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J Egypt Soc Parasitol. 1997 Dec;27(3):719-37.

Studies of wound myiasis among sheep and goats in North Sinai Governorate, Egypt.

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Department of Entomology, Faculty of Agriculture, Ain Shams University, Egypt.


Myiasis of man and animals is a real welfare problem of world wide distribution particularly in animal raising countries. Studies of myiasis of sheep and goats in North Sinai resulted in the identification of 21 species of myiasis producing flies. The predominant species was Musca domestica followed by Lucilia sericata and the least abundant was M. albina. In general, sheep were more infested with wound myiasis than goats. The overall infestation rate was high in summer, followed by spring then autumn. The least rate of infestation was winter. As to the different areas examined, the high rate of infestation was in Bir Al-Abd, followed by Al Hasanah, Al Arish, Al Sheikh-Zowaid and lastly Rafah. The factors predisposing to wound myiasis in a descending order of importance in goats were open wound, shearing wound, caseous lymphadenitis, foot rot, faecal staining, ophthalmo or facial eczema, horn fracture, rumen fistula and lastly posterior paralysis. In sheep, the most important cause was caseous lymphadenitis followed by foot rot, then open wound and faecal staining, shearing wound, and ophthalmo or facial eczema otherwise more or less the same as in goats. It is concluded that myiasis among edible animals is a problem of veterinary and economic importance. The clinical features range between mild annoyance to severely disfiguring or fatal. No doubt, poor hygiene, presence of draining wounds, depressed level of farmers' consciousness and immobility presidose to different anatomic types of myiasis which may extend to man.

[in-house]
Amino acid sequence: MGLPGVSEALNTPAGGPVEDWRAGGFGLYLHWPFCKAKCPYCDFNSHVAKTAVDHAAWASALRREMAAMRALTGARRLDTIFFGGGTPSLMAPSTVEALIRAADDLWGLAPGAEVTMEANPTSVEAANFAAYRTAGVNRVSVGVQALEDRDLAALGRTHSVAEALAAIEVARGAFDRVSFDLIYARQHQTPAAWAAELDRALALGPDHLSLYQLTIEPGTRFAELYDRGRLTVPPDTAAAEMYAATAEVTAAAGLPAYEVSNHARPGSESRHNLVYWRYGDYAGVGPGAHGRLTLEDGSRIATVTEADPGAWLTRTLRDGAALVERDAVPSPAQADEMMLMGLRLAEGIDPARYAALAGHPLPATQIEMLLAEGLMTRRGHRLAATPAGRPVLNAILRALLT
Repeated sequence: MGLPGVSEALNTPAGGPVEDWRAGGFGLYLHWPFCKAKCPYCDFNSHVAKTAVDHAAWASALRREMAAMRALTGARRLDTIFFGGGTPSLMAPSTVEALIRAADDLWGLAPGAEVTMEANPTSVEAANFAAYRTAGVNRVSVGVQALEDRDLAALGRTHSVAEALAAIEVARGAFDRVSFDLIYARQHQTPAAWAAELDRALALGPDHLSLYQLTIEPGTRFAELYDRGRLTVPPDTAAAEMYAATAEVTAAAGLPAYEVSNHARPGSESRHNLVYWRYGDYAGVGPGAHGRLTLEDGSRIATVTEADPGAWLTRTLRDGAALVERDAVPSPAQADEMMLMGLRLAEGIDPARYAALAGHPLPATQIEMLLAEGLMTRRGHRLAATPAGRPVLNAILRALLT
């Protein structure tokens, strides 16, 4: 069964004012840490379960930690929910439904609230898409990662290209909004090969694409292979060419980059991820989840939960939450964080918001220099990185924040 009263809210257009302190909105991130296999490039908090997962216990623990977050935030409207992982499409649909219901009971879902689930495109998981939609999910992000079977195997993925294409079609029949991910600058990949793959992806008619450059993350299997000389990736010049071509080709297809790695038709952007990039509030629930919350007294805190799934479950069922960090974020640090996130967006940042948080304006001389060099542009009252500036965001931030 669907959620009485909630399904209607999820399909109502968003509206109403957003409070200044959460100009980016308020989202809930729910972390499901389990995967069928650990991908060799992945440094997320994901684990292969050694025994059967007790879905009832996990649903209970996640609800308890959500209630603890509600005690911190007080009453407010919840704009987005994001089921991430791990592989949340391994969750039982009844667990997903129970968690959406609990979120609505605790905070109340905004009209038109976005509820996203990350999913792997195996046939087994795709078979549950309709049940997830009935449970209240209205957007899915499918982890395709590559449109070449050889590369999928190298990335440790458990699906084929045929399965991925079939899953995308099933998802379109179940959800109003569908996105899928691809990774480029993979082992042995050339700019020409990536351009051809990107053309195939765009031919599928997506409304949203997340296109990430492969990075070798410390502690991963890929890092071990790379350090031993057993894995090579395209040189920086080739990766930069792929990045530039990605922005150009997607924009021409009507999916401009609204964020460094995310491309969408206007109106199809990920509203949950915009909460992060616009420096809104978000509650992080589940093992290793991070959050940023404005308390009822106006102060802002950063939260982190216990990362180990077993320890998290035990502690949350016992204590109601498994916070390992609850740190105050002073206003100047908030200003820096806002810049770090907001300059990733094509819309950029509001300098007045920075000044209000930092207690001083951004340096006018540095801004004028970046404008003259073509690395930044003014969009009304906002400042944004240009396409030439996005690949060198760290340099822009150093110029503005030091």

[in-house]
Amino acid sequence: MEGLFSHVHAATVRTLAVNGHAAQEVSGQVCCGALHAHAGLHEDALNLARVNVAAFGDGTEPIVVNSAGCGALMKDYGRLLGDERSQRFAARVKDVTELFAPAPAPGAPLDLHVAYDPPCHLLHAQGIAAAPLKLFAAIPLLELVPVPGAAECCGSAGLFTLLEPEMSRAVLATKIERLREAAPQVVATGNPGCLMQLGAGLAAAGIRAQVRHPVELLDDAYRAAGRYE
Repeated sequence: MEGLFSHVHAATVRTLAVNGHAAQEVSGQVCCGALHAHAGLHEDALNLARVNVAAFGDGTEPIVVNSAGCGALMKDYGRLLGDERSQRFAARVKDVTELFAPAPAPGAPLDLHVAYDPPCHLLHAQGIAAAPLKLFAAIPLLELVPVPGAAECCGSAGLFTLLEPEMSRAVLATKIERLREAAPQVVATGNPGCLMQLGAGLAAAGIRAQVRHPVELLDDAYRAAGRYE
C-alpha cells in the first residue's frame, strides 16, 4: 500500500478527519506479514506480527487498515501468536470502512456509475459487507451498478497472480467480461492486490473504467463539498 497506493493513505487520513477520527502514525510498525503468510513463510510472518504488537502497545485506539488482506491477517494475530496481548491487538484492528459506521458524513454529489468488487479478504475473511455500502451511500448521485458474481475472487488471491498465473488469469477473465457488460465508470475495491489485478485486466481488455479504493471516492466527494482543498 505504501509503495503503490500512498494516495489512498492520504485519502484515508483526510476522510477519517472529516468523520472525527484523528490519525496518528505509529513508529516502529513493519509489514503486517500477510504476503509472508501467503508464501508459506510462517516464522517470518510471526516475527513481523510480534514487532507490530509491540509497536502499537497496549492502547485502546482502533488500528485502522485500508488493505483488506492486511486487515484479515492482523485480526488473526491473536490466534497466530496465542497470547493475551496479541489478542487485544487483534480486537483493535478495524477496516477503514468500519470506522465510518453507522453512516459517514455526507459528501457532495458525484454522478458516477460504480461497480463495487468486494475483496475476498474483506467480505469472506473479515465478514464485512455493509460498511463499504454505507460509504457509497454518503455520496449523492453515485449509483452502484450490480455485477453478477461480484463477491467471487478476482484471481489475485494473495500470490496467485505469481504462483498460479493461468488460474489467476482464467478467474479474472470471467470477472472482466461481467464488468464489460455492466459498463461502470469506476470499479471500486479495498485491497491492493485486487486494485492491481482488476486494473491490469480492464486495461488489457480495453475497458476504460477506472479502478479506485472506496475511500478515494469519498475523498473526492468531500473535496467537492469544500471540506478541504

[Indexed for MEDLINE]

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